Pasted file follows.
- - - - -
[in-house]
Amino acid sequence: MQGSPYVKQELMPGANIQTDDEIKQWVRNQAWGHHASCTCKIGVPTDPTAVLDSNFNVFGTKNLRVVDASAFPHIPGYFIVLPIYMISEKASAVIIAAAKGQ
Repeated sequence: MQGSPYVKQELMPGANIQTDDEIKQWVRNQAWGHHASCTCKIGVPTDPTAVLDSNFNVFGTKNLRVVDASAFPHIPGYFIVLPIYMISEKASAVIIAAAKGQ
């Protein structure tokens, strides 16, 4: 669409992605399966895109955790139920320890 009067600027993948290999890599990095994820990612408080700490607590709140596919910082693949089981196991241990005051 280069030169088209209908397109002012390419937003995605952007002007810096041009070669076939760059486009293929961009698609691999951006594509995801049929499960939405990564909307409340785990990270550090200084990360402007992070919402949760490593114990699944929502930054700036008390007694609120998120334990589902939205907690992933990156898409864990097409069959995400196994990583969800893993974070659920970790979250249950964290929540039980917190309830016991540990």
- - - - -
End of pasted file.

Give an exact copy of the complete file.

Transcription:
[in-house]
Amino acid sequence: MQGSPYVKQELMPGANIQTDDEIKQWVRNQAWGHHASCTCKIGVPTDPTAVLDSNFNVFGTKNLRVVDASAFPHIPGYFIVLPIYMISEKASAVIIAAAKGQ
Repeated sequence: MQGSPYVKQELMPGANIQTDDEIKQWVRNQAWGHHASCTCKIGVPTDPTAVLDSNFNVFGTKNLRVVDASAFPHIPGYFIVLPIYMISEKASAVIIAAAKGQ
């Protein structure tokens, strides 16, 4: 669409992605399966895109955790139920320890 009067600027993948290999890599990095994820990612408080700490607590709140596919910082693949089981196991241990005051 280069030169088209209908397109002012390419937003995605952007002007810096041009070669076939760059486009293929961009698609691999951006594509995801049929499960939405990564909307409340785990990270550090200084990360402007992070919402949760490593114990699944929502930054700036008390007694609120998120334990589902939205907690992933990156898409864990097409069959995400196994990583969800893993974070659920970790979250249950964290929540039980917190309830016991540990």